The U.S. Army will invest around $50 million over the next five years to deliver videogames which aim to prepare soldiers for combat situations.
The Military’s objective to utilise videogames for training purposes is not a new concept. Darwars: Ambush, a multiplayer PC FPS based on the technology of Operation Flashpoint, has been used by the U.S. Army, Air Force, Navy, Marines, Coast Guard and Homeland Defense since 2006. The game focused on teaching its users how to adapt to ambushes such as roadside bomb attacks on convoys.
Yet the game’s engine has struggled to meet the rising demands of the army’s training program. What the Army is seeking for its new ambush simulation is more characters on the screen, more customisation options, replay features and a larger play area (sounds familiar).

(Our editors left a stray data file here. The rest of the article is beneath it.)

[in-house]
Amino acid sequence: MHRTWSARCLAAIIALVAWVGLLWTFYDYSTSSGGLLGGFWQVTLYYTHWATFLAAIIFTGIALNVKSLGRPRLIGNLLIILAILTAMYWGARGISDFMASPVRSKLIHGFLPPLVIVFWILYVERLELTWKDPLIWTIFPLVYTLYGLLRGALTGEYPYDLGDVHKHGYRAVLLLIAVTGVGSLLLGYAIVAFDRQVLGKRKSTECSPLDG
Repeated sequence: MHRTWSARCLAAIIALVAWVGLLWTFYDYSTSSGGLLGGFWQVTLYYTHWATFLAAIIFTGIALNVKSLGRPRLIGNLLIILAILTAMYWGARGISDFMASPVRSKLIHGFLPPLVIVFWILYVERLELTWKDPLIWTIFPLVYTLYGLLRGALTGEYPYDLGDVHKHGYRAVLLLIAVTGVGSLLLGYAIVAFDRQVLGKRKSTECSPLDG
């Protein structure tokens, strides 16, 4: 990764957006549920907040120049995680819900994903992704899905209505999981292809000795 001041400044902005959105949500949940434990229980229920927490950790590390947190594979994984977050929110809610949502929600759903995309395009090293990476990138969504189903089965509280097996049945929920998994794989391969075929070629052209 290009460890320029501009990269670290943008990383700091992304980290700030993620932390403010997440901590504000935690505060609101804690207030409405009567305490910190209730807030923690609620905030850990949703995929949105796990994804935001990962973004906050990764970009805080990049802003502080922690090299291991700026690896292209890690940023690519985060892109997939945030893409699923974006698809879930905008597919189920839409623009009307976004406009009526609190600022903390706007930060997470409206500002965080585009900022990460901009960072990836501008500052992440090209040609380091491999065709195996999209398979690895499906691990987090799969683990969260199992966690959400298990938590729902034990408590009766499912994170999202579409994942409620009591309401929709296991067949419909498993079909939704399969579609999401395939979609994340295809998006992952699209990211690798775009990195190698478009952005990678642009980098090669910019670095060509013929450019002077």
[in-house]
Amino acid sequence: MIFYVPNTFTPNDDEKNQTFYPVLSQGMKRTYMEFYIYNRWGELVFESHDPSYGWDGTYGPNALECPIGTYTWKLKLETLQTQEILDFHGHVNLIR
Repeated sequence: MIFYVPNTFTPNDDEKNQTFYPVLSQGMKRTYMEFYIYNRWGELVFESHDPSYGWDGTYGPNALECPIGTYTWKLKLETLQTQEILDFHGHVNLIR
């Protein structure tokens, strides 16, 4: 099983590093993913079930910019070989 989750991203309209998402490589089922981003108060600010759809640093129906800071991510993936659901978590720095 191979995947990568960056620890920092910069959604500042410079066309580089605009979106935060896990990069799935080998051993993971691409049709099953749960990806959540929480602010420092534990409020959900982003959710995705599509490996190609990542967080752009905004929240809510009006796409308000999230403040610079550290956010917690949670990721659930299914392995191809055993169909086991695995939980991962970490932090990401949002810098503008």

The Army’s new game, using the working title Game After Ambush, will allow these features as well as have tools which can fully customise the experience; through terrain, scenario and objective modifications.
As part of the U.S. Army’s approach to bring new game technology to its training program, a gaming unit has been set up to look through the industry and identify key technologies that can be used for combat training. The military has also made an undisclosed purchase of a commercial video game system that will be used for training at the beginning of next year.
Col. Gary Stephens, product manager at Project Executive Office: Simulation Training and Instrumentation, explained in an interview for the US military newsletter Stars and Stripes that “we don’t have the intent to become a competitor with the commercial gaming industry”.